abstract = "Context: The risk factors for cardiovascular disease and erectile dysfunction are similar. Objective: To examine the association of erectile dysfunction and subsequent cardiovascular disease. Design, Setting, and Participants: Men aged 55 years or older who were randomized to the placebo group (n=9457) in the Prostate Cancer Prevention Trial at 221 US centers were evaluated every 3 months for cardiovascular disease and erectile dysfunction between 1994 and 2003. Proportional hazards regression models were used to evaluate the association of erectile dysfunction and cardiovascular disease. In an adjusted model, covariates included age, body mass index, blood pressure, serum lipids, diabetes, family history of myocardial infarction, race, smoking history, physical activity, and quality of life. Main Outcome Measures: Erectile dysfunction and cardiovascular disease. Results: Of the 9457 men randomized to placebo, 8063 (85{\%}) had no cardiovascular disease at study entry; of these men, 3816 (47{\%}) had erectile dysfunction at study entry. Among the 4247 men without erectile dysfunction at study entry, 2420 men (57{\%}) reported incident erectile dysfunction after 5 years. After adjustment, incident erectile dysfunction was associated with a hazard ratio of 1.25 (95{\%} confidence interval [CI], 1.02-1.53; P=.04) for subsequent cardiovascular events during study follow-up. For men with either incident or prevalent erectile dysfunction, the hazard ratio was 1.45 (95{\%} CI, 1.25-1.69; P<.001). For subsequent cardiovascular events, the unadjusted risk of an incident cardiovascular event was 0.015 per person-year among men without erectile dysfunction at study entry and was 0.024 per person-year for men with erectile dysfunction at study entry. This association was in the range of risk associated with current smoking or a family history of myocardial infarction. Conclusions: Erectile dysfunction is a harbinger of cardiovascular clinical events in some men. Erectile dysfunction should prompt investigation and intervention for cardiovascular risk factors.",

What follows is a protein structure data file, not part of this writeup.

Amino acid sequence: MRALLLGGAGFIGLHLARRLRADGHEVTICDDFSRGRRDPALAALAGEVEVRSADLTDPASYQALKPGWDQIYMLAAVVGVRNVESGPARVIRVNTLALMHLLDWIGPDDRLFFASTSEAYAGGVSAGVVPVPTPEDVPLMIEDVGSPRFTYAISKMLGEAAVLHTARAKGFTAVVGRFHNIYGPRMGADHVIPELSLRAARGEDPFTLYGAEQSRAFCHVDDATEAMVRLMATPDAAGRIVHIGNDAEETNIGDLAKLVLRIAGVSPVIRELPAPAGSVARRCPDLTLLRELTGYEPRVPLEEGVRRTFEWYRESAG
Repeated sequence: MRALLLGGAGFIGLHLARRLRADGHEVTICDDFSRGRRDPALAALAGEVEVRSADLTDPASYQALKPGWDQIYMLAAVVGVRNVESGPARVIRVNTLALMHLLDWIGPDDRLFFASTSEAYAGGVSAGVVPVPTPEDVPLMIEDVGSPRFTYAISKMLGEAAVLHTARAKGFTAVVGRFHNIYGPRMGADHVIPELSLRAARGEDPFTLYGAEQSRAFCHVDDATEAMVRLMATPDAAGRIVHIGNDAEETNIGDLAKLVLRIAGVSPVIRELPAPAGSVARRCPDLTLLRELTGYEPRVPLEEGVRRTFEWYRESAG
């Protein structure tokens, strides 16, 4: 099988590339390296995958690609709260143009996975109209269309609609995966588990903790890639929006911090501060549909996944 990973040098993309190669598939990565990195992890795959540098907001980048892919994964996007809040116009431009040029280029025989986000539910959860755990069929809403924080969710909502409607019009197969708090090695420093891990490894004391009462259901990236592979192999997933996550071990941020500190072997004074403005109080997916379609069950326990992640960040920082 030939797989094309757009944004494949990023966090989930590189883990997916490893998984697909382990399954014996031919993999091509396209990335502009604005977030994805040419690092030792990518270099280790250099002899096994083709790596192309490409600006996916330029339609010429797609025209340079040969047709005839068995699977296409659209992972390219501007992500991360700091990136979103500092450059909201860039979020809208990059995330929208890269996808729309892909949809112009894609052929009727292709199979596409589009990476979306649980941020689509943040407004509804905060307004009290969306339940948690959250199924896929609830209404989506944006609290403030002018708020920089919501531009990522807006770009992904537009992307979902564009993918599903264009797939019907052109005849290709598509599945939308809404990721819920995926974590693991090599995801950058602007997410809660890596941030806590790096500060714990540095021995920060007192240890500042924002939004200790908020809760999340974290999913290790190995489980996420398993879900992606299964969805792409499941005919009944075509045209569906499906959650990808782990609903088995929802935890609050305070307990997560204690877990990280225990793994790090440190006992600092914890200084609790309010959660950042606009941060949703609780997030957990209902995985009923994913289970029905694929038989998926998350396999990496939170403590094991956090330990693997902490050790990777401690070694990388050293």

author = "Thompson, {Ian M.} and Tangen, {Catherine M.} and Goodman, {Phyllis J.} and Probstfield, {Jeffrey L.} and Moinpour, {Carol M.} and Coltman, {Charles A.}",
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T1 - Erectile dysfunction and subsequent cardiovascular disease

AU - Thompson, Ian M.

AU - Tangen, Catherine M.

AU - Goodman, Phyllis J.

AU - Probstfield, Jeffrey L.

AU - Moinpour, Carol M.

AU - Coltman, Charles A.

PY - 2005/12/21

Y1 - 2005/12/21